A Different Blue
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“Can you tell me anything about your mother?” The social worker had asked me. The question was gentle, but I wasn't fooled into thinking I didn't have to answer it.
“She's dead.” I knew that much.
“Do you remember her name?”
I had asked Jimmy once what my mother's name was. He had said he didn't know. He said I had called her Mama, like most two-year-olds do. It sounds unbelievable. But I was just a kid, accepting and unsuspicious. Jimmy had a little black and white TV with rabbit ears that I watched in the trailer. It picked up whatever the local PBS station was, and that was about it. That was my exposure to the outside world. Sesame Street, Arthur, and the Antiques Roadshow. I didn't understand the nature of relations between men and women. I knew nothing of babies. Babies were hatched, delivered by storks, purchased at the hospitals. I had no concept that my father not knowing my mother's name was beyond odd.
“I called her Mama.”
The lady's eyes squinted, and she got a meanish look on her face. “You know that's not what I meant. Surely your father knew her name and would have told you.”
“No. He didn't. He didn't know her very well. She just left me with him one day and split. Then she died.”
“So they were never married?”
“Why do you call him Jimmy and not Dad?”
“I don't know. I guess he just wasn't that kinda dad. Sometimes I called him Dad. But mostly he was just Jimmy.”
“Do you know your aunt?”
“I have an aunt?”
“Cheryl Sheevers. It's her address listed on your father's information. She's your father's half-sister.”
“Cheryl?” Memories rose up. An apartment. We'd been there a couple of times. Never stayed long. I usually waited in the truck. The one time I'd seen Cheryl, I had been sick. Jimmy had been worried and brought me to her apartment. She got me some medicine . . . antibiotics, she had called them.
“I don't know her very well,” I offered.
The lady sighed and laid down her pen. She ran her fingers through her hair. She needed to stop doing that. Her hair was all fuzzy and starting to stand on end. I almost offered to braid it for her. I was a good braider. But I didn't think she would let me, so I was quiet.
“No birth certificate, no immunization record . . . no school records . . . what am I supposed to do with this? It's like freakin' baby Moses, I swear.” The lady was mumbling to herself, the way Jimmy did sometimes when he was making a list for the store.
I told the social worker that Jimmy had some family on a reservation in Oklahoma but that they didn't know me. It turned out I was right. Social services tracked them down. They didn't know anything about me and didn't want anything to do with me. That was okay with me. Oklahoma was very far away, and I needed to be close by when they found Jimmy. The cops interviewed Cheryl. She told me later that they “grilled her.” Cheryl lived in Boulder City, not far from where I was staying in the foster home. And amazingly enough, Cheryl said she would take me in.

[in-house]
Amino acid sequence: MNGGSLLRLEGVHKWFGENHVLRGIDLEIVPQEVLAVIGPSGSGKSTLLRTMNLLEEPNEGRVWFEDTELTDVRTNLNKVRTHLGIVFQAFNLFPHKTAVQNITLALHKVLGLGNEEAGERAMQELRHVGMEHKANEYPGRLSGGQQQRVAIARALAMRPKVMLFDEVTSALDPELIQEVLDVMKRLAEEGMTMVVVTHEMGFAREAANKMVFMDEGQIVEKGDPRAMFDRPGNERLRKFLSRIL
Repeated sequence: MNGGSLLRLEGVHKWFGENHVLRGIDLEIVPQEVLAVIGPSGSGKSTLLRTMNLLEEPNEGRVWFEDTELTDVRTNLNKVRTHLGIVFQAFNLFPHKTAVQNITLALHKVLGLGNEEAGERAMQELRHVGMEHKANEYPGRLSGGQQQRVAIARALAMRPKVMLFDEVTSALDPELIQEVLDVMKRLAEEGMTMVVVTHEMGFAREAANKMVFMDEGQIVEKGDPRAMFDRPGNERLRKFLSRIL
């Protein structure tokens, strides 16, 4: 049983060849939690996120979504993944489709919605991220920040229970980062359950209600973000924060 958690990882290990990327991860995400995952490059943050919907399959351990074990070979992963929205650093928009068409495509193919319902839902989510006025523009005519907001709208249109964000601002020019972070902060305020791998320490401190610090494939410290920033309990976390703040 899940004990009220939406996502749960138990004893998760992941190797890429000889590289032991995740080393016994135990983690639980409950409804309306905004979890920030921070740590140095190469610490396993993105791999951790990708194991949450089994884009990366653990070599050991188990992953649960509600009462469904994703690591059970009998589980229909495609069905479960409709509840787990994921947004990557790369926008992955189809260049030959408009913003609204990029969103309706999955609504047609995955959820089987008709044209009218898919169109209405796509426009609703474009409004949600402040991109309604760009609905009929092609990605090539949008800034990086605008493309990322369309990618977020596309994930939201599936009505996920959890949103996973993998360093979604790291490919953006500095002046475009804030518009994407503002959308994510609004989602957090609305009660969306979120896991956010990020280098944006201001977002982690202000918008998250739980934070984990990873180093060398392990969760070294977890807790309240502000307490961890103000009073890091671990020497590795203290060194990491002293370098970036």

Her name wasn't Echohawk. It was Sheevers, but I guess that didn't matter. She didn't really look like Jimmy, either. Her skin wasn't as brown and her hair was dyed in various shades of blonde. She wore so much makeup it was hard to tell what she really looked like beneath the layers. The first time I met her, I squinted at her, trying to see the “real her,” the way Jimmy had taught me to do with wood, picturing something beautiful beneath the crusty exterior. It was easier to do with the wood, I'm sorry to say. The officers let me keep Jimmy's tools, but they took Icas to an animal shelter. They said he would be able to see a doctor, but I was very afraid that Icas couldn't be fixed. He was broken for good. I felt broken too, but nobody could tell.
“When the ancient Romans would conquer a new place or a new people, they would leave the language and the customs in tact – they would even let the conquered people rule themselves in most cases, appointing a governor to maintain a foothold in the region.” Wilson leaned against the whiteboard as he spoke, his posture relaxed, his hands clasped loosely.
“This was part of what made Rome so successful. They didn't try to make everyone Romans in the process of conquering them. When I went to Africa with the Peace Corp, a woman who worked with the Corp said something to me that I have often thought about since. She told me 'Africa is not going to adapt to you. You are going to have to adapt to Africa.' That is true of wherever you go, whether it's school or whether it's in the broader world.
“When I moved to the States at sixteen, I had my eyes opened to the differences in our language, and I had to adapt to America. I couldn't expect people to understand me or make allowances for the differences in our language and culture. Americans may speak English, but there are regional accents and phrases, different spellings, different terminology for almost everything. I remember the first time I asked someone on campus if they had a fag. It's a good thing I didn't get pounded. In Blighty, a fag is a cigarette, and I was going through a stage where I fancied smoking. I thought it made me look older and sophisticated, see.”